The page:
This is a description of my third maths lesson with 'upper primary' children (ages 8-11) at my local school in Westray. It lasted just over an hour.

I started by reminding the children what we did last week by showing them this, and praised the quality of their descriptions. Then we started work on this task, designed to help the children gain familiarity in converting between base four - part of our ongoing exploration of different mathematical tasks in different bases - and base ten.

Here are some responses to the (reasonably straight-forward) questions on the first page. Notice the different representations/language used:

Here are some responses to the questions at the top of page 2:

*ultimate rubix cube*", and "

*4 squares*". The response "1 0 0 0" shown above came after a lovely moment: the children in question noticed that 63 whites was "3 3 3", but were not sure how to express 64 whites, suddenly realising that an extra column was required.

We had a class discussion about the 'objects' represented by this extra column:

I felt that these questions were helping students gain a real familiarity with working in base 4. However, this lesson really 'caught fire' when students started creating their own questions:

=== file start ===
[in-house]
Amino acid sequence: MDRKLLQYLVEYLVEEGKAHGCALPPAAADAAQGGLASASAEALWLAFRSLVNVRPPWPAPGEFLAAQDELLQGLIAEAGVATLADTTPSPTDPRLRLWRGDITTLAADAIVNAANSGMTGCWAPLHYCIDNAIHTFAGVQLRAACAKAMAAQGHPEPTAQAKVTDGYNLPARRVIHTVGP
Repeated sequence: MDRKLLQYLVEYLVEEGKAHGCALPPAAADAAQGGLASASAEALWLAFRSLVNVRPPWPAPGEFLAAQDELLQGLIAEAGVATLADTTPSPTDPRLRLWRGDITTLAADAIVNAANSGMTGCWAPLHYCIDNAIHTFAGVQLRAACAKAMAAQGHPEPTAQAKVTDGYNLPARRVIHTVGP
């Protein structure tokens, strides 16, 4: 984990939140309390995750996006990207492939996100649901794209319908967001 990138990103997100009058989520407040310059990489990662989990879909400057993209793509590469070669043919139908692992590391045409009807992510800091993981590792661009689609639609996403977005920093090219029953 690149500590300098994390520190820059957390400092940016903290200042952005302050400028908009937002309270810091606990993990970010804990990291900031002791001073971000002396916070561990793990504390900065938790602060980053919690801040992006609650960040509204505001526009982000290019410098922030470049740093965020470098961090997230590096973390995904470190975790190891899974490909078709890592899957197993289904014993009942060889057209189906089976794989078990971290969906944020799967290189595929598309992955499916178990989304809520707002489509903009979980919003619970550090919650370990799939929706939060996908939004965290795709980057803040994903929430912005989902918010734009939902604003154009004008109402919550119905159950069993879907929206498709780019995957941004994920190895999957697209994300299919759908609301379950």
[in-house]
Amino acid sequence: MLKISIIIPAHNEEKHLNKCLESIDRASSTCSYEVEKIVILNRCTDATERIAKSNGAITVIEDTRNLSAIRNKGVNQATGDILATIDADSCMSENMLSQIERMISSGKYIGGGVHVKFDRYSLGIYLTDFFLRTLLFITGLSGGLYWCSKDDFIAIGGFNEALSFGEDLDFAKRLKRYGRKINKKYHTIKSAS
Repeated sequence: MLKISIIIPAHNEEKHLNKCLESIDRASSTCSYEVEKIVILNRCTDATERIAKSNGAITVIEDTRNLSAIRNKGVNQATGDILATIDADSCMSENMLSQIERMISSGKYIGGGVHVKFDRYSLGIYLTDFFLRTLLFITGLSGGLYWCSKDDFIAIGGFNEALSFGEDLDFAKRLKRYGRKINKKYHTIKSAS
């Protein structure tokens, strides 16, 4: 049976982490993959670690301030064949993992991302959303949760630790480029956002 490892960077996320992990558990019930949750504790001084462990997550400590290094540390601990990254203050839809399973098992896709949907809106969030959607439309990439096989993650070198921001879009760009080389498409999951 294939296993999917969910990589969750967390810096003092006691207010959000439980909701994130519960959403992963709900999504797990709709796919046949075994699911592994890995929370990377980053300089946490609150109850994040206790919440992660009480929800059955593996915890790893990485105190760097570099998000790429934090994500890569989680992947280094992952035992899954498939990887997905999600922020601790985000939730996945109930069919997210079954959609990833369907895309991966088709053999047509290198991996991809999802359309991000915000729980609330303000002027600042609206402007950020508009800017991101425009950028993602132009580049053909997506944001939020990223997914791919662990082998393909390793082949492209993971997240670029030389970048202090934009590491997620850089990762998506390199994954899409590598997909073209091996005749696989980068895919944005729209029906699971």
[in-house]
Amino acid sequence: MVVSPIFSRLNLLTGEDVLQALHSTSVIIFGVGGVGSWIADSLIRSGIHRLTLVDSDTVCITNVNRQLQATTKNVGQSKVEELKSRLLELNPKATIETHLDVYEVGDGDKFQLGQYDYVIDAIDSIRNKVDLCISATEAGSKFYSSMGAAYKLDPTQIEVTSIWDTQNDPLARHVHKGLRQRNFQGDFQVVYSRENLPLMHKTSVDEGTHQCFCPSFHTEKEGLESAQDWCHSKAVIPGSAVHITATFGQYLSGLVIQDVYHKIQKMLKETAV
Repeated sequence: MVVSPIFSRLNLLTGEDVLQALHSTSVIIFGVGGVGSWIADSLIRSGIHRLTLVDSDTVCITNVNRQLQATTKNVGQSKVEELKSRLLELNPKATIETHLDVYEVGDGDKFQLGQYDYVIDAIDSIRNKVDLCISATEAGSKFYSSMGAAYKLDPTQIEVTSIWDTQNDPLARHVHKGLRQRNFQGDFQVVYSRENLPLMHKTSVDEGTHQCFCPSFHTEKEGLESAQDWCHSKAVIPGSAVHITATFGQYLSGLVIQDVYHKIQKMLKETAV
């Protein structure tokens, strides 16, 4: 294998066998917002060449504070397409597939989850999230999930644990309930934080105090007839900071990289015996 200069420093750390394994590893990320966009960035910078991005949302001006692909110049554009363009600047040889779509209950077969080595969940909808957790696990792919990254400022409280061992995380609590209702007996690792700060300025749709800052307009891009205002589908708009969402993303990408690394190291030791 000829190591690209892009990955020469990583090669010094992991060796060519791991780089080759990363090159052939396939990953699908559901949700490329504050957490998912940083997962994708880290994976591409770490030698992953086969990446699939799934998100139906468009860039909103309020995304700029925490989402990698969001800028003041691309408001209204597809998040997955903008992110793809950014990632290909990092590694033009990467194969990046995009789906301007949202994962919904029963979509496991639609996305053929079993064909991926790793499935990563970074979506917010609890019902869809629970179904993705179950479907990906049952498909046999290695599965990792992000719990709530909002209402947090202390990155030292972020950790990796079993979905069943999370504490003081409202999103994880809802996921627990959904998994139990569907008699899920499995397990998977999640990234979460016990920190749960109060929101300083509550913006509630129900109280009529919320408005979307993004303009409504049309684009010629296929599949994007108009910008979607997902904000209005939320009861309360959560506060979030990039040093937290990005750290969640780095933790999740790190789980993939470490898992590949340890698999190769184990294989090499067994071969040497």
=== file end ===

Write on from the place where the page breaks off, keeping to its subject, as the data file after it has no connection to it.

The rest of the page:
This is what they wrote:

There is a lovely range of questions, and points for debate, including:

- The use of the term "mega cube" in the middle one.
- The top middle question has changed the order in which the objects are presented.
- The bottom middle question asks to convert to "pink sticks", not whites.
- The bottom right question has a lovely 'minimal' design.
- Middle right is beautifully ambiguous, and created a lot of discussion.
- Initially, the bottom left one had the question and the answer, which was later rubbed out!

The children then spent the last 20 minutes of the lesson having a go at each other's questions; there was a great deal of energy, excitement, and mathematical thinking :

There is so much here that we can discuss next week, before doing this. I think the way the children respond to the 'patterns' part of this task will be really interesting.